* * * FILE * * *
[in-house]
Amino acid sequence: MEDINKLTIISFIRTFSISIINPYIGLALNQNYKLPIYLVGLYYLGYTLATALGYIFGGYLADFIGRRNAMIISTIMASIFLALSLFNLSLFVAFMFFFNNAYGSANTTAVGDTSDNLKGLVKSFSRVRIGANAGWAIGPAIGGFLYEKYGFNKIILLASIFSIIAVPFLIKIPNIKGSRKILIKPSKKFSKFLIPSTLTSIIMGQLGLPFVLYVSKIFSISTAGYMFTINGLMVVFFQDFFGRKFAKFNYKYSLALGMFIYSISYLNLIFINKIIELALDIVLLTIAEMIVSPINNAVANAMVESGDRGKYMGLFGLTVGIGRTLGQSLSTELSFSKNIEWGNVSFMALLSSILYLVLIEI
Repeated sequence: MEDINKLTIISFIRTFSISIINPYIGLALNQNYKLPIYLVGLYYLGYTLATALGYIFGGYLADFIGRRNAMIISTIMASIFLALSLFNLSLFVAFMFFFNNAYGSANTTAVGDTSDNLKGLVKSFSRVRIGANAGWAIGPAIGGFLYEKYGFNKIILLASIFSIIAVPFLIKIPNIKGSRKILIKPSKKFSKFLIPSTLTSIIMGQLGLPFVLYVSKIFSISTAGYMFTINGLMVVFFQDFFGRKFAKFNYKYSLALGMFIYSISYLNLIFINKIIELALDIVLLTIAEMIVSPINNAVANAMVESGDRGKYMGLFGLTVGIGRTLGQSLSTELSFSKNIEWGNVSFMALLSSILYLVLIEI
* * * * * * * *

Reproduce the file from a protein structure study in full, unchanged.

[in-house]
Amino acid sequence: MEDINKLTIISFIRTFSISIINPYIGLALNQNYKLPIYLVGLYYLGYTLATALGYIFGGYLADFIGRRNAMIISTIMASIFLALSLFNLSLFVAFMFFFNNAYGSANTTAVGDTSDNLKGLVKSFSRVRIGANAGWAIGPAIGGFLYEKYGFNKIILLASIFSIIAVPFLIKIPNIKGSRKILIKPSKKFSKFLIPSTLTSIIMGQLGLPFVLYVSKIFSISTAGYMFTINGLMVVFFQDFFGRKFAKFNYKYSLALGMFIYSISYLNLIFINKIIELALDIVLLTIAEMIVSPINNAVANAMVESGDRGKYMGLFGLTVGIGRTLGQSLSTELSFSKNIEWGNVSFMALLSSILYLVLIEI
Repeated sequence: MEDINKLTIISFIRTFSISIINPYIGLALNQNYKLPIYLVGLYYLGYTLATALGYIFGGYLADFIGRRNAMIISTIMASIFLALSLFNLSLFVAFMFFFNNAYGSANTTAVGDTSDNLKGLVKSFSRVRIGANAGWAIGPAIGGFLYEKYGFNKIILLASIFSIIAVPFLIKIPNIKGSRKILIKPSKKFSKFLIPSTLTSIIMGQLGLPFVLYVSKIFSISTAGYMFTINGLMVVFFQDFFGRKFAKFNYKYSLALGMFIYSISYLNLIFINKIIELALDIVLLTIAEMIVSPINNAVANAMVESGDRGKYMGLFGLTVGIGRTLGQSLSTELSFSKNIEWGNVSFMALLSSILYLVLIEI